Monday, March 28, 2011
Retirement? It's now work until you drop...
President Barack Obama's misguided federal policies have stunted economic growth and endangered the American dream of a comfortable retirement, financial commentator and best-selling author Robert Wiedemer tells Newsmax.
"The government absolutely shares culpability in this," Wiedemer says. "Government policies are responsible for a great many of our financial problems — the state of Americans' retirements included."
Wiedemer says such attitudes are a natural extension of the bad example Washington sets with its spending habits. "The idea with retirement is that you are supposed to save part of what you make," he says. "So, what is the government doing? They are saying, 'We don't care how much we make, we're going to spend a ton more than that and we're not going to save anything.' That sets up the mentality that you don't have to worry about this anymore."
Obama's federal policies have fueled high unemployment and are claiming new victims, financial experts say: A record number of Americans now say they doubt they'll be able to afford a comfortable retirement.
A new survey indicates that fear is heightened among a growing swath of U.S. workers who have little savings and no long-term financial game plan. Rather than adjusting the way they save for their golden years, most are simply lowering their expectations with plans to continue working well beyond normal retirement age, according to the Employee Benefit Research Institute's annual Retirement Confidence Survey.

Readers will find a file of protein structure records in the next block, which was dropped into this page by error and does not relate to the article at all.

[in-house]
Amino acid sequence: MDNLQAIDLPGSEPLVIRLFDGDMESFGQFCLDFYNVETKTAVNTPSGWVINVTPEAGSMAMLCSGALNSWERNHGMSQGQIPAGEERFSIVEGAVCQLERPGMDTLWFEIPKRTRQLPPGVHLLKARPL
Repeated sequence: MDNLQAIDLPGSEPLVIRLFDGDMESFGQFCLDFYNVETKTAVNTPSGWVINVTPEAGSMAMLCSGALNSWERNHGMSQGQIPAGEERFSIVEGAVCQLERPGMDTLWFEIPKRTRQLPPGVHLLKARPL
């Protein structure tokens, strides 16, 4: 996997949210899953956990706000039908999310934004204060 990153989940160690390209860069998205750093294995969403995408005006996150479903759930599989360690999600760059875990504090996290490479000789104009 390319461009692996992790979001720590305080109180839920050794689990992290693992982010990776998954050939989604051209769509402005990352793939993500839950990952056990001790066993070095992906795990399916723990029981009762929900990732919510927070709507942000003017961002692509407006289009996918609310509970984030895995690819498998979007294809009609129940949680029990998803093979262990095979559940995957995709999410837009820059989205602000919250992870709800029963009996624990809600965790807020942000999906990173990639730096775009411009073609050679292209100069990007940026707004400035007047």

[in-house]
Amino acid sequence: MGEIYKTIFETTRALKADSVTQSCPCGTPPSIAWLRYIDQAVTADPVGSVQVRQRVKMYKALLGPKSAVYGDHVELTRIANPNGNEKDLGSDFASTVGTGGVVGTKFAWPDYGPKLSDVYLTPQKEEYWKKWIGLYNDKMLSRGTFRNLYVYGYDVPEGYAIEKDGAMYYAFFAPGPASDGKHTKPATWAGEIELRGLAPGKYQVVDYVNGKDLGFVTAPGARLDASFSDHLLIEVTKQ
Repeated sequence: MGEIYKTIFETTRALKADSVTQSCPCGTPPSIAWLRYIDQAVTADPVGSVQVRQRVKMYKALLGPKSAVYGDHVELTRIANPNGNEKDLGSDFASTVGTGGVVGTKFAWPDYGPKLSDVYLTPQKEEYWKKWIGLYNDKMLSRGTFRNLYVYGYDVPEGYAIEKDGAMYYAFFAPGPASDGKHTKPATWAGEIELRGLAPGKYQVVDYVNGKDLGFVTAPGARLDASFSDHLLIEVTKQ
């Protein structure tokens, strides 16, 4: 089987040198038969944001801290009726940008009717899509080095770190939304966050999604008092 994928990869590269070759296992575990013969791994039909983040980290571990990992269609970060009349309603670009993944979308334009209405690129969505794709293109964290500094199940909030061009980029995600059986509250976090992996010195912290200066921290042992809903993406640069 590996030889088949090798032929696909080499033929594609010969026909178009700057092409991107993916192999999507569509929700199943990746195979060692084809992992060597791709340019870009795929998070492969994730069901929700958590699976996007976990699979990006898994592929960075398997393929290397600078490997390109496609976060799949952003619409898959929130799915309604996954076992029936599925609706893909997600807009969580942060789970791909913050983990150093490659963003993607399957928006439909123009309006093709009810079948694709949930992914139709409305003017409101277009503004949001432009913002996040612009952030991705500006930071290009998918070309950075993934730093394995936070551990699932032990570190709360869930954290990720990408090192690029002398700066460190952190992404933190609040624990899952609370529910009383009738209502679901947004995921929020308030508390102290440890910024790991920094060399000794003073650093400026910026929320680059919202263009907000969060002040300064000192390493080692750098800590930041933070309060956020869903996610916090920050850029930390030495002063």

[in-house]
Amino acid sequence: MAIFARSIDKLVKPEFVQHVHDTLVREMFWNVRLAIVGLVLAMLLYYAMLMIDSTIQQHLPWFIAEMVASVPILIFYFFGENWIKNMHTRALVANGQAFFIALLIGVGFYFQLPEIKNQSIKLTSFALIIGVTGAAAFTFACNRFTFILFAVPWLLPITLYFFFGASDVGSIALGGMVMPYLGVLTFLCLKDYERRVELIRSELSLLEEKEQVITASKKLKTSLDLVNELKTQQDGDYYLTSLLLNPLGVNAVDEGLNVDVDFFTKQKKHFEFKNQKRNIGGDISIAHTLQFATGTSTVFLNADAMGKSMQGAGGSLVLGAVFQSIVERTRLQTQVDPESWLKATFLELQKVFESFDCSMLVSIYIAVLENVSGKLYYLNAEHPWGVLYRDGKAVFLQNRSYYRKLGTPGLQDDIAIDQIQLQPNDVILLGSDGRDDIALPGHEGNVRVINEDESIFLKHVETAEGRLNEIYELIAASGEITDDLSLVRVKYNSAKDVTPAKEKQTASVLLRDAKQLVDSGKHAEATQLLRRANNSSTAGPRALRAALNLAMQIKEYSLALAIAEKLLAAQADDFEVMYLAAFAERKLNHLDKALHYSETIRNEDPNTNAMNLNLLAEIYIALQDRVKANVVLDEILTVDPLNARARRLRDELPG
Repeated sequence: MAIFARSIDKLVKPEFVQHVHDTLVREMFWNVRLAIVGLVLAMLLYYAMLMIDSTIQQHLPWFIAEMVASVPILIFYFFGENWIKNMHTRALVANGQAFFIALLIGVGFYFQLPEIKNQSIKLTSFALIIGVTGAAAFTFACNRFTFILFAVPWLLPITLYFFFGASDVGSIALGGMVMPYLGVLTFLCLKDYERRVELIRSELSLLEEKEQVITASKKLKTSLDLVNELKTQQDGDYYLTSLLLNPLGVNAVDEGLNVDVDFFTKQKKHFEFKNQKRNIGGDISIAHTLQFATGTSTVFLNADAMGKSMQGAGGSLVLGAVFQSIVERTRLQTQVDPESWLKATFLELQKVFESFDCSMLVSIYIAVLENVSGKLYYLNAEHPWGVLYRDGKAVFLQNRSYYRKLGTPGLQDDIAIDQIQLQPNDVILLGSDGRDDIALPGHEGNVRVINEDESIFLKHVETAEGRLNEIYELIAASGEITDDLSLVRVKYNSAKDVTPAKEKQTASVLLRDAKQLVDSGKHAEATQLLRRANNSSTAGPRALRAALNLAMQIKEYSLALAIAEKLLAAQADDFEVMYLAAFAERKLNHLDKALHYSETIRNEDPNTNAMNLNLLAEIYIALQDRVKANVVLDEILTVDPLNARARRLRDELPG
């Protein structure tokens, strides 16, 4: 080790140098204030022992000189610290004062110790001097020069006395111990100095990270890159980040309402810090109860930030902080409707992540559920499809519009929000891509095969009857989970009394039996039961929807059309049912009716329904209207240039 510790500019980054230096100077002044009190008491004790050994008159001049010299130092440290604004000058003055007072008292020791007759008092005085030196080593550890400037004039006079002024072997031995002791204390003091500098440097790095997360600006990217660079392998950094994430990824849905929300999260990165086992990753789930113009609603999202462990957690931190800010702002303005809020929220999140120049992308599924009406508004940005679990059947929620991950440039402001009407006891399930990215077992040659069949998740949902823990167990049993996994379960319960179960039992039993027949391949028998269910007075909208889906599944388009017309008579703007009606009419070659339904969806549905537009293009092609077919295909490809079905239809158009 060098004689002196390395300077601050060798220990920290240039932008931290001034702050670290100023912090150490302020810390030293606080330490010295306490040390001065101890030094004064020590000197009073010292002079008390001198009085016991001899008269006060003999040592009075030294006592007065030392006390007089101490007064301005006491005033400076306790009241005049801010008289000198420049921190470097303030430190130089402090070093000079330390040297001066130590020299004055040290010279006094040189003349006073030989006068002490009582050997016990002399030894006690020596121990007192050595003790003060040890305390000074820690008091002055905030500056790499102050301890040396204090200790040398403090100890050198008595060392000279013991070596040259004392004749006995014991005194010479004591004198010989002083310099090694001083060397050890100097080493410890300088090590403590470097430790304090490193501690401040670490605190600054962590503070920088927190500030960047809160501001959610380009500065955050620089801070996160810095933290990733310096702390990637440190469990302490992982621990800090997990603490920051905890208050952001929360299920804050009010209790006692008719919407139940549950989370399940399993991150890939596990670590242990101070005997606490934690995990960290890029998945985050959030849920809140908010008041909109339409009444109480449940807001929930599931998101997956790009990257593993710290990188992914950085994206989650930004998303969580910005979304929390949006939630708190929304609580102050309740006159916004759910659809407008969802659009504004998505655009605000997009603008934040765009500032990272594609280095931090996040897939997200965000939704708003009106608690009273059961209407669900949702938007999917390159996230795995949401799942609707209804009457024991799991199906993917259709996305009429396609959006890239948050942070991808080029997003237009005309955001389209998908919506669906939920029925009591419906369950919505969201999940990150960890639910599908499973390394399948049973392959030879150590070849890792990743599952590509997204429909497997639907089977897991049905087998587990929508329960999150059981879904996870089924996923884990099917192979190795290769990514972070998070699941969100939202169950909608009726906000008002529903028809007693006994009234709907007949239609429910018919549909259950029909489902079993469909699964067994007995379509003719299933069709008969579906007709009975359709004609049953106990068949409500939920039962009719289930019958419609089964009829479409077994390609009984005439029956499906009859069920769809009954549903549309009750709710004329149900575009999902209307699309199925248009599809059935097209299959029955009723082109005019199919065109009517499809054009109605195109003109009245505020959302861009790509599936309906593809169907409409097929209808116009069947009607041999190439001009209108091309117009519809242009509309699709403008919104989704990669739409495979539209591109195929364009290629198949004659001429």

The report, released last week, shows 27 percent of American workers are not confident they'll have enough money to retire and live well. That's up 5 percent from last year, and marks the highest level of unease ever measured in the 21 years of the survey by EBRI, a Washington-based nonprofit research firm focused on health, savings, and retirement issues.
Only 13 percent of the 1,258 adults surveyed in January say they are very confident about their retirement outlook, tied for the all-time low set in 2009.
"People are starting to wake up and changing their expectation of retirement," says EBRI research director Jack VanDerhei. "Unfortunately, the survey doesn't find any evidence that people are changing their behavior — at least not yet."
According to the U.S. Census, the number of people age 65 and older will increase 79 percent by 2030 -- an additional 75 million potential new retirees.
VanDerhei says a number of systemic conditions are forcing Americans to redefine "normal" retirement, including high unemployment, government fiscal crises, rising healthcare costs, lower investment returns and longer life expectancies.